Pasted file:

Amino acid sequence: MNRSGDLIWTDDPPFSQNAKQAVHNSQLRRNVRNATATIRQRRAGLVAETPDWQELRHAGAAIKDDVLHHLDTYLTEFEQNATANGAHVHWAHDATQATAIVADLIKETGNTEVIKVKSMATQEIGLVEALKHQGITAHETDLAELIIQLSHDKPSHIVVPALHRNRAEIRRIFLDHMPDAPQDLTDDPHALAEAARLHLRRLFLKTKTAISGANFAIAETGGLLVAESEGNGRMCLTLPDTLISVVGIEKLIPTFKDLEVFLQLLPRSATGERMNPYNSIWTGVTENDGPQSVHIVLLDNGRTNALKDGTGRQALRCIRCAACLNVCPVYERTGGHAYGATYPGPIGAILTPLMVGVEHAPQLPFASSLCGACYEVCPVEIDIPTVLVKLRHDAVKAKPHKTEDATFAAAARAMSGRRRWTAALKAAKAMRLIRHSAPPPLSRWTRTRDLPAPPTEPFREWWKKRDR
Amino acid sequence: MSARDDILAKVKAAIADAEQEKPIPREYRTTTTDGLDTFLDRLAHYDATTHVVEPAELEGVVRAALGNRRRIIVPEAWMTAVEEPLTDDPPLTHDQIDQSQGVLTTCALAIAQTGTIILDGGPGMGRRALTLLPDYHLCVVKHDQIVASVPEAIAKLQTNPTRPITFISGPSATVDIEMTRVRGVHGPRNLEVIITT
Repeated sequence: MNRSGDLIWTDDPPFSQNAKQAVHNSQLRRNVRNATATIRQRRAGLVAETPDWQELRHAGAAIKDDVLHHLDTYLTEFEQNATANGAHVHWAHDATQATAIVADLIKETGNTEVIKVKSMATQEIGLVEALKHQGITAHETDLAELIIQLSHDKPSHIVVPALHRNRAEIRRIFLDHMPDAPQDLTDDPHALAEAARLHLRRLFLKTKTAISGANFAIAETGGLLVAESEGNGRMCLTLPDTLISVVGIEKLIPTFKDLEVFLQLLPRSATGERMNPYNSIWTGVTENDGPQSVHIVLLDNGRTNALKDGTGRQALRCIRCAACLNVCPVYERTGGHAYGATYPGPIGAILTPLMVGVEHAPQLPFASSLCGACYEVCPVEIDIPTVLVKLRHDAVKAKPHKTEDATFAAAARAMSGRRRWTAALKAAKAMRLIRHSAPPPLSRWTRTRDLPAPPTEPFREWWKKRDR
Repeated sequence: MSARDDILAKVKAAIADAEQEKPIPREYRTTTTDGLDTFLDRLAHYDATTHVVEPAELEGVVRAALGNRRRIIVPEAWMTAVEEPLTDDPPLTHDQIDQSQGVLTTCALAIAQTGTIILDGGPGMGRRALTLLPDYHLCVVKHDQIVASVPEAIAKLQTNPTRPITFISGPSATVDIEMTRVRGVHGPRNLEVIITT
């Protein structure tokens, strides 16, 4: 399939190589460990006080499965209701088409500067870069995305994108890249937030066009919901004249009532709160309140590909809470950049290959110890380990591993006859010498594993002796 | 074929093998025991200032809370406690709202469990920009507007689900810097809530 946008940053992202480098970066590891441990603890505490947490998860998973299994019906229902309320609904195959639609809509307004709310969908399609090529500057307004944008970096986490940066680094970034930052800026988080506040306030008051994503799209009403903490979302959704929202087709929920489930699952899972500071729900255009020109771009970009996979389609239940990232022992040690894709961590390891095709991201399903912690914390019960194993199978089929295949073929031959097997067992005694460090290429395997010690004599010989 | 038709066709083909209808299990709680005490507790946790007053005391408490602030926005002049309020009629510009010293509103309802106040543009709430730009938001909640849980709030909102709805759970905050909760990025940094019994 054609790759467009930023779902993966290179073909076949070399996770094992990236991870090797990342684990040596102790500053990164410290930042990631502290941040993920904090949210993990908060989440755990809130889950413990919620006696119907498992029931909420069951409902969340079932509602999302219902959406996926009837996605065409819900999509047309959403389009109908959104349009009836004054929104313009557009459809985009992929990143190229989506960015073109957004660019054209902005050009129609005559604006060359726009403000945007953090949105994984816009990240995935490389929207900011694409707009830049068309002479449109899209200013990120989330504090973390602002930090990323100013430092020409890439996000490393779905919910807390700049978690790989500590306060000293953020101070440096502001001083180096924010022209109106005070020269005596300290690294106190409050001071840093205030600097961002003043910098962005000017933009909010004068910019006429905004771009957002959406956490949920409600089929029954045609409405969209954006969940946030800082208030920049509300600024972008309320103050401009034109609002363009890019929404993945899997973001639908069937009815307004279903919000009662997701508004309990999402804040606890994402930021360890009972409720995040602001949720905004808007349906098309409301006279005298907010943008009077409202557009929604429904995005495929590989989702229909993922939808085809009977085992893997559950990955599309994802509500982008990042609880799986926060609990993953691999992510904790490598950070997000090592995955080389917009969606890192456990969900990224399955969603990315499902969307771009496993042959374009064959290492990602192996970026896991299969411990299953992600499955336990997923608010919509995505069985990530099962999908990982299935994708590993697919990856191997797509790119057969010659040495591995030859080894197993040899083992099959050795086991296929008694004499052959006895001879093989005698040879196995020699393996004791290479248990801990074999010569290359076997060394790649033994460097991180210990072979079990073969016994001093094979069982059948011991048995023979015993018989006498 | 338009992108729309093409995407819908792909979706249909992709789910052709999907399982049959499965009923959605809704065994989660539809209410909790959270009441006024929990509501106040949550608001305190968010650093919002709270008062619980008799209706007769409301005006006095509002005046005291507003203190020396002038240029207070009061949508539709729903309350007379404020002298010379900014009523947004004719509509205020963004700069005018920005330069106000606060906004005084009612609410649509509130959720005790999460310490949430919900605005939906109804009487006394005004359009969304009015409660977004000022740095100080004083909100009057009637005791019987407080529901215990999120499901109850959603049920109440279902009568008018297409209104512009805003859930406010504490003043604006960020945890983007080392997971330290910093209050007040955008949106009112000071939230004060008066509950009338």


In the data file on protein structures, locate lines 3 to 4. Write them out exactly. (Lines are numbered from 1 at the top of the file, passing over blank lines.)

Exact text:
Repeated sequence: MNRSGDLIWTDDPPFSQNAKQAVHNSQLRRNVRNATATIRQRRAGLVAETPDWQELRHAGAAIKDDVLHHLDTYLTEFEQNATANGAHVHWAHDATQATAIVADLIKETGNTEVIKVKSMATQEIGLVEALKHQGITAHETDLAELIIQLSHDKPSHIVVPALHRNRAEIRRIFLDHMPDAPQDLTDDPHALAEAARLHLRRLFLKTKTAISGANFAIAETGGLLVAESEGNGRMCLTLPDTLISVVGIEKLIPTFKDLEVFLQLLPRSATGERMNPYNSIWTGVTENDGPQSVHIVLLDNGRTNALKDGTGRQALRCIRCAACLNVCPVYERTGGHAYGATYPGPIGAILTPLMVGVEHAPQLPFASSLCGACYEVCPVEIDIPTVLVKLRHDAVKAKPHKTEDATFAAAARAMSGRRRWTAALKAAKAMRLIRHSAPPPLSRWTRTRDLPAPPTEPFREWWKKRDR
Repeated sequence: MSARDDILAKVKAAIADAEQEKPIPREYRTTTTDGLDTFLDRLAHYDATTHVVEPAELEGVVRAALGNRRRIIVPEAWMTAVEEPLTDDPPLTHDQIDQSQGVLTTCALAIAQTGTIILDGGPGMGRRALTLLPDYHLCVVKHDQIVASVPEAIAKLQTNPTRPITFISGPSATVDIEMTRVRGVHGPRNLEVIITT